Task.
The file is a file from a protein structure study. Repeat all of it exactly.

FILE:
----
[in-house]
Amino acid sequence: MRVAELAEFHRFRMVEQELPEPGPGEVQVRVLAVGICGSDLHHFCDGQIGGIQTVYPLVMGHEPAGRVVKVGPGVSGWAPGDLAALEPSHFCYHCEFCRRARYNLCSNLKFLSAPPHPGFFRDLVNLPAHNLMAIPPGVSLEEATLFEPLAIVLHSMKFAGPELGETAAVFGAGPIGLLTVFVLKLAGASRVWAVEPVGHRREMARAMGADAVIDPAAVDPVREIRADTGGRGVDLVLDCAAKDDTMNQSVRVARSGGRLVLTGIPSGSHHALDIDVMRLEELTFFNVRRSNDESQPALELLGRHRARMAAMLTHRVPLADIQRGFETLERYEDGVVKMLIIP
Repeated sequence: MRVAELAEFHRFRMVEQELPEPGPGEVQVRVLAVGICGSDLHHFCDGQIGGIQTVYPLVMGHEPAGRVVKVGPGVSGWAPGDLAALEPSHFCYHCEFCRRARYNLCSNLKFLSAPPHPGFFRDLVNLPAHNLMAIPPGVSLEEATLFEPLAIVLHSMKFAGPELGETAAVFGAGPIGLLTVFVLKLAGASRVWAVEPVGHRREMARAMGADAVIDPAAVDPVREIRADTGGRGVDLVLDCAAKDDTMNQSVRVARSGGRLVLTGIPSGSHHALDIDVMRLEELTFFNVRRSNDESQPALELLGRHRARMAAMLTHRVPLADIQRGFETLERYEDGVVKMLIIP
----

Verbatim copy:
[in-house]
Amino acid sequence: MRVAELAEFHRFRMVEQELPEPGPGEVQVRVLAVGICGSDLHHFCDGQIGGIQTVYPLVMGHEPAGRVVKVGPGVSGWAPGDLAALEPSHFCYHCEFCRRARYNLCSNLKFLSAPPHPGFFRDLVNLPAHNLMAIPPGVSLEEATLFEPLAIVLHSMKFAGPELGETAAVFGAGPIGLLTVFVLKLAGASRVWAVEPVGHRREMARAMGADAVIDPAAVDPVREIRADTGGRGVDLVLDCAAKDDTMNQSVRVARSGGRLVLTGIPSGSHHALDIDVMRLEELTFFNVRRSNDESQPALELLGRHRARMAAMLTHRVPLADIQRGFETLERYEDGVVKMLIIP
Repeated sequence: MRVAELAEFHRFRMVEQELPEPGPGEVQVRVLAVGICGSDLHHFCDGQIGGIQTVYPLVMGHEPAGRVVKVGPGVSGWAPGDLAALEPSHFCYHCEFCRRARYNLCSNLKFLSAPPHPGFFRDLVNLPAHNLMAIPPGVSLEEATLFEPLAIVLHSMKFAGPELGETAAVFGAGPIGLLTVFVLKLAGASRVWAVEPVGHRREMARAMGADAVIDPAAVDPVREIRADTGGRGVDLVLDCAAKDDTMNQSVRVARSGGRLVLTGIPSGSHHALDIDVMRLEELTFFNVRRSNDESQPALELLGRHRARMAAMLTHRVPLADIQRGFETLERYEDGVVKMLIIP